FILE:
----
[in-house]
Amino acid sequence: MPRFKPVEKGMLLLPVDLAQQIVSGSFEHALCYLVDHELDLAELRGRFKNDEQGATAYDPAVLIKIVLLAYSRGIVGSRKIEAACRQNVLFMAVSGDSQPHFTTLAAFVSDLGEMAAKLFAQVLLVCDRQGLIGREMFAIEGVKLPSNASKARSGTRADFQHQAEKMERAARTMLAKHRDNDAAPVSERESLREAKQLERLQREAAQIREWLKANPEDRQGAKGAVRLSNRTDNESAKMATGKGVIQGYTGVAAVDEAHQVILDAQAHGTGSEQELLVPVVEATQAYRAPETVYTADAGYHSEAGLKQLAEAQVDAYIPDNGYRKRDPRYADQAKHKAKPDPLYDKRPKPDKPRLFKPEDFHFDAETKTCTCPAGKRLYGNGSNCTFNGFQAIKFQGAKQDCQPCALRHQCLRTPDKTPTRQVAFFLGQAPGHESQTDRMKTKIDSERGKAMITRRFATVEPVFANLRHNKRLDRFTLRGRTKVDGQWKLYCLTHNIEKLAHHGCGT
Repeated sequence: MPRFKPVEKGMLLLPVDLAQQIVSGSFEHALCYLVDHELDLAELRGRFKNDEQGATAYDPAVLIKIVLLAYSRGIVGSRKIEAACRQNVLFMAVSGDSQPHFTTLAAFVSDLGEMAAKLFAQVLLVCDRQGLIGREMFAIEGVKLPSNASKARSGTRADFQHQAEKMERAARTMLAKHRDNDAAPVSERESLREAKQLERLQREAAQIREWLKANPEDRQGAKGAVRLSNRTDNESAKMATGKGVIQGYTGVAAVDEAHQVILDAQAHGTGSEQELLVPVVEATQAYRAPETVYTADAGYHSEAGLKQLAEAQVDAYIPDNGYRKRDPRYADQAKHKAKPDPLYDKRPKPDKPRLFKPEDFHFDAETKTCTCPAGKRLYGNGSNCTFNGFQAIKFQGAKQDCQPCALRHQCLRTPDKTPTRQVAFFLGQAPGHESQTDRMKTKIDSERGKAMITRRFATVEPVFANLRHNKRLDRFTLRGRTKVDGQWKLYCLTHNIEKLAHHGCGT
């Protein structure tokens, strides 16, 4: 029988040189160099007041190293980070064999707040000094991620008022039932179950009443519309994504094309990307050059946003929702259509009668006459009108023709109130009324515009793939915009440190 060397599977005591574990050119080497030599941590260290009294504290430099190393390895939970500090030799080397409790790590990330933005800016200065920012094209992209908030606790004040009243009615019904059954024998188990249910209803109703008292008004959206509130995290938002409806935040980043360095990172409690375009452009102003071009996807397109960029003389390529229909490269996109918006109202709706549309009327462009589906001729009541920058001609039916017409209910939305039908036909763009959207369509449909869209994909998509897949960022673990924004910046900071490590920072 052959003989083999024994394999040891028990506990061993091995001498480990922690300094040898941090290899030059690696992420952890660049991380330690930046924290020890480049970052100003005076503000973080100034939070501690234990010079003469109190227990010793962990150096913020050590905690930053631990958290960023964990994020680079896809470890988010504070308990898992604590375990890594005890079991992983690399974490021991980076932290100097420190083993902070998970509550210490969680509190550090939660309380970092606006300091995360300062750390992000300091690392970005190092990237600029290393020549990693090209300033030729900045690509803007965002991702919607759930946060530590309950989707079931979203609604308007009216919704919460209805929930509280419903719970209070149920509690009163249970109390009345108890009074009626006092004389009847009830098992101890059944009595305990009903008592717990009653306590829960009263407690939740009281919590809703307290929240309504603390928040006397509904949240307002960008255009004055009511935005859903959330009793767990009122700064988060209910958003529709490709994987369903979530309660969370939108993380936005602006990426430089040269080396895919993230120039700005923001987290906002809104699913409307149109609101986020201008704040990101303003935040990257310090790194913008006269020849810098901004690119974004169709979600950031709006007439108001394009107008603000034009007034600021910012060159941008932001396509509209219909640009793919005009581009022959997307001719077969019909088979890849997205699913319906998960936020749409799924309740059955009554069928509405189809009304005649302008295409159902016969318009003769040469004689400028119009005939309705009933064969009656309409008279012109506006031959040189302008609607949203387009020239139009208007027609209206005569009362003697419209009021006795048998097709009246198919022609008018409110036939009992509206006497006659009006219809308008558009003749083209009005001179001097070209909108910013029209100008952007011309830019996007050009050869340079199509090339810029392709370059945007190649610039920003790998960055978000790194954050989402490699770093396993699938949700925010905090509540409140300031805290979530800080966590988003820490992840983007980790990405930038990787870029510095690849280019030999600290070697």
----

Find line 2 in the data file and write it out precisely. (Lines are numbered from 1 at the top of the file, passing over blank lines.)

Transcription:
Amino acid sequence: MPRFKPVEKGMLLLPVDLAQQIVSGSFEHALCYLVDHELDLAELRGRFKNDEQGATAYDPAVLIKIVLLAYSRGIVGSRKIEAACRQNVLFMAVSGDSQPHFTTLAAFVSDLGEMAAKLFAQVLLVCDRQGLIGREMFAIEGVKLPSNASKARSGTRADFQHQAEKMERAARTMLAKHRDNDAAPVSERESLREAKQLERLQREAAQIREWLKANPEDRQGAKGAVRLSNRTDNESAKMATGKGVIQGYTGVAAVDEAHQVILDAQAHGTGSEQELLVPVVEATQAYRAPETVYTADAGYHSEAGLKQLAEAQVDAYIPDNGYRKRDPRYADQAKHKAKPDPLYDKRPKPDKPRLFKPEDFHFDAETKTCTCPAGKRLYGNGSNCTFNGFQAIKFQGAKQDCQPCALRHQCLRTPDKTPTRQVAFFLGQAPGHESQTDRMKTKIDSERGKAMITRRFATVEPVFANLRHNKRLDRFTLRGRTKVDGQWKLYCLTHNIEKLAHHGCGT